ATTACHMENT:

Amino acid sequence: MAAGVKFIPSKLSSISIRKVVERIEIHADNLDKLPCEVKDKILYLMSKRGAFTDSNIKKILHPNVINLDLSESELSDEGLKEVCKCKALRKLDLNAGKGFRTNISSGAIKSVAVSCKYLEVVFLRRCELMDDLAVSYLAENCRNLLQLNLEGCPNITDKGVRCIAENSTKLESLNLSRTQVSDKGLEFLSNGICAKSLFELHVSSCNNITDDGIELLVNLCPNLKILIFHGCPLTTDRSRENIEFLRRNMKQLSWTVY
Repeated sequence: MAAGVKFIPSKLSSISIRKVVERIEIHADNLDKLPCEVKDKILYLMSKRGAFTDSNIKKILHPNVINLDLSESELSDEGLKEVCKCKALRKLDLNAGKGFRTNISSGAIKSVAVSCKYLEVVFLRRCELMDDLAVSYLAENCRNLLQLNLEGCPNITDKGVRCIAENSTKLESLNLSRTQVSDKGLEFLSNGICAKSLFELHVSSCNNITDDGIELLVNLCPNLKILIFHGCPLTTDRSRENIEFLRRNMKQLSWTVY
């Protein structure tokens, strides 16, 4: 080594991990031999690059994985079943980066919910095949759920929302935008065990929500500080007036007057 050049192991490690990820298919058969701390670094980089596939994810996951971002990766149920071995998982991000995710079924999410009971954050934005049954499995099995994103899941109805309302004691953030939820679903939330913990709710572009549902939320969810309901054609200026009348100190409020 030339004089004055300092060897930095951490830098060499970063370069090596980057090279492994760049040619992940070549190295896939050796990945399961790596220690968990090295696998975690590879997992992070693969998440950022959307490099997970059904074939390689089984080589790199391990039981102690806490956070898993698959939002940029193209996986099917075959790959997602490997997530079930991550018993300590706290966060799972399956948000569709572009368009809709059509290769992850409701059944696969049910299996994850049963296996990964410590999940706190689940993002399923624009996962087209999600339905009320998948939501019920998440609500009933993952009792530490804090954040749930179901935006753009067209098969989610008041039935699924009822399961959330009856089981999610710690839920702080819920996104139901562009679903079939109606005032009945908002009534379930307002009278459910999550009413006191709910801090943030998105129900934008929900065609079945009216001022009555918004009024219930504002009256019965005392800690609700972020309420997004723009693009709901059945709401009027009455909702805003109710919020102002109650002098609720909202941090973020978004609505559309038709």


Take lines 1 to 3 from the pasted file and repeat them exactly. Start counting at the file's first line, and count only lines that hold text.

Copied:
Amino acid sequence: MAAGVKFIPSKLSSISIRKVVERIEIHADNLDKLPCEVKDKILYLMSKRGAFTDSNIKKILHPNVINLDLSESELSDEGLKEVCKCKALRKLDLNAGKGFRTNISSGAIKSVAVSCKYLEVVFLRRCELMDDLAVSYLAENCRNLLQLNLEGCPNITDKGVRCIAENSTKLESLNLSRTQVSDKGLEFLSNGICAKSLFELHVSSCNNITDDGIELLVNLCPNLKILIFHGCPLTTDRSRENIEFLRRNMKQLSWTVY
Repeated sequence: MAAGVKFIPSKLSSISIRKVVERIEIHADNLDKLPCEVKDKILYLMSKRGAFTDSNIKKILHPNVINLDLSESELSDEGLKEVCKCKALRKLDLNAGKGFRTNISSGAIKSVAVSCKYLEVVFLRRCELMDDLAVSYLAENCRNLLQLNLEGCPNITDKGVRCIAENSTKLESLNLSRTQVSDKGLEFLSNGICAKSLFELHVSSCNNITDDGIELLVNLCPNLKILIFHGCPLTTDRSRENIEFLRRNMKQLSWTVY
């Protein structure tokens, strides 16, 4: 080594991990031999690059994985079943980066919910095949759920929302935008065990929500500080007036007057 050049192991490690990820298919058969701390670094980089596939994810996951971002990766149920071995998982991000995710079924999410009971954050934005049954499995099995994103899941109805309302004691953030939820679903939330913990709710572009549902939320969810309901054609200026009348100190409020 030339004089004055300092060897930095951490830098060499970063370069090596980057090279492994760049040619992940070549190295896939050796990945399961790596220690968990090295696998975690590879997992992070693969998440950022959307490099997970059904074939390689089984080589790199391990039981102690806490956070898993698959939002940029193209996986099917075959790959997602490997997530079930991550018993300590706290966060799972399956948000569709572009368009809709059509290769992850409701059944696969049910299996994850049963296996990964410590999940706190689940993002399923624009996962087209999600339905009320998948939501019920998440609500009933993952009792530490804090954040749930179901935006753009067209098969989610008041039935699924009822399961959330009856089981999610710690839920702080819920996104139901562009679903079939109606005032009945908002009534379930307002009278459910999550009413006191709910801090943030998105129900934008929900065609079945009216001022009555918004009024219930504002009256019965005392800690609700972020309420997004723009693009709901059945709401009027009455909702805003109710919020102002109650002098609720909202941090973020978004609505559309038709």